Wisely, Kristen told me she had cancer in a public setting. Whispered over the fire pit in her parent’s driveway. Shannon nearby, came over to help explain. As always, Kristen was positive. I laughed as they cracked jokes, because she said she didn’t want me to fall apart, though even if she hadn’t said that, I wouldn’t have in front of her. Her job at this time was not to take care of me. I shook it off, there were kids who needed hamburgers and can they PLEASE have a sprite? Miss Jackie said they could! I also solemnly swore I would not google Thymic Cancer.
None of us believed I would keep that promise and I did not. I did however promise myself that I would be the friend who brought the funny. That’s kind of my specialty. “are you going to make me shave my head?” I asked, as she said she was out-shedding her dog, Dyson. “I mean, I will. In a heartbeat, but I have to tell you, you will rock the bald head. You’ve got the noggin for it. I’m going to look like that woman from Total Recall.” She laughed and told me I could keep my hair. But I would have shaved it in a heartbeat. I would now if I could have her back. I have no regrets. I talked with her about how hard it was to have others in pain over her health. I was able to give her perspective on how powerless we all feel. How could the inimitable Kristen Gorman be sick? Neither our brains or hearts could understand. She vowed to let people help. But as many times as I tried to bring her milkshakes post chemo or come visit she would always say the same thing “I’m coming to you, Dulli, while I can!” She meant before chemo really knocked her down and surgery sidelined her for a while. A week or two, she said. She was walking down that aisle, for Shannon’s wedding.
It was incredibly important to her that her cancer not overshadow Shannon’s day. No cancer talk at the shower, she insisted. No cancer talk at the wedding.
That’s a promise I can keep.
My last text to her before her surgery was that I loved her. I did. I do. I always will. It never occurred to me we wouldn’t be texting one another ridiculous gifs (or just beaming them from our brains, whatever it ends up being) when we were 90.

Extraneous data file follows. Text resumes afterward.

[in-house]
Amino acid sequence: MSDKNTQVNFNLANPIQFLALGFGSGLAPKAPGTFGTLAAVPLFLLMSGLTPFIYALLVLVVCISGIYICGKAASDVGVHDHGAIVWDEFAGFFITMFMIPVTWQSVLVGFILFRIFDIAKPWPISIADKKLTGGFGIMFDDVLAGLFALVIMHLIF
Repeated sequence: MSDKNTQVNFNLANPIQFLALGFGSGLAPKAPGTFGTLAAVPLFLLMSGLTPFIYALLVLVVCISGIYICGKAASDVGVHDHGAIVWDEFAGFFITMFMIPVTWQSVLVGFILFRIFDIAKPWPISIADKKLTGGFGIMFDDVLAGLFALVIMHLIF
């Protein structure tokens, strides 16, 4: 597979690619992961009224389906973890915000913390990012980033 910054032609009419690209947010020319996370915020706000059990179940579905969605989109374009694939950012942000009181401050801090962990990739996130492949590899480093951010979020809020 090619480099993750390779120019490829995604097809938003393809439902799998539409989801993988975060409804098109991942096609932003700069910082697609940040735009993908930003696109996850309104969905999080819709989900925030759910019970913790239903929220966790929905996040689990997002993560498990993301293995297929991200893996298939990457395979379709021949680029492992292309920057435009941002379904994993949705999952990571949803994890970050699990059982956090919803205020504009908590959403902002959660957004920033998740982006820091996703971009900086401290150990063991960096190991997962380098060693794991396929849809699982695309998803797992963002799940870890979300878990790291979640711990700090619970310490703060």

I was going to being her a Fountain Diet Coke as soon as she could have visitors. We held our breath all day during her surgery, only breathing when we got the text that she was out, most was gone, but radiation would do it. I think all of us, channeling KG thought, let’s do this. But cancer had other plans.
“where is your book? I’m waiting for your book?” she nudged past my fears, yet again.
They always say those who go early have too much life in them. Kristen was full of life. And life was joyful. Kristen is my third friend to be gone too early due to cancer. And like both Carrie and Susan, she was full of life. Full of joy. The world is a darker place for the wont of Kristen Gorman.
Her last text to me was that we have a life of yes to get too. I can’t believe I have to do it without her, but I cannot think of anything I could do more to honor her life is live a life of yes. To pick up the mantel. To be there when others need me, without being asked. To spread joy. To nudge others past their fears. To stand up for what is right, but to make room for those who want to learn and grow. Maybe even learn excel, she loved a good spreadsheet.
To live a life of yes.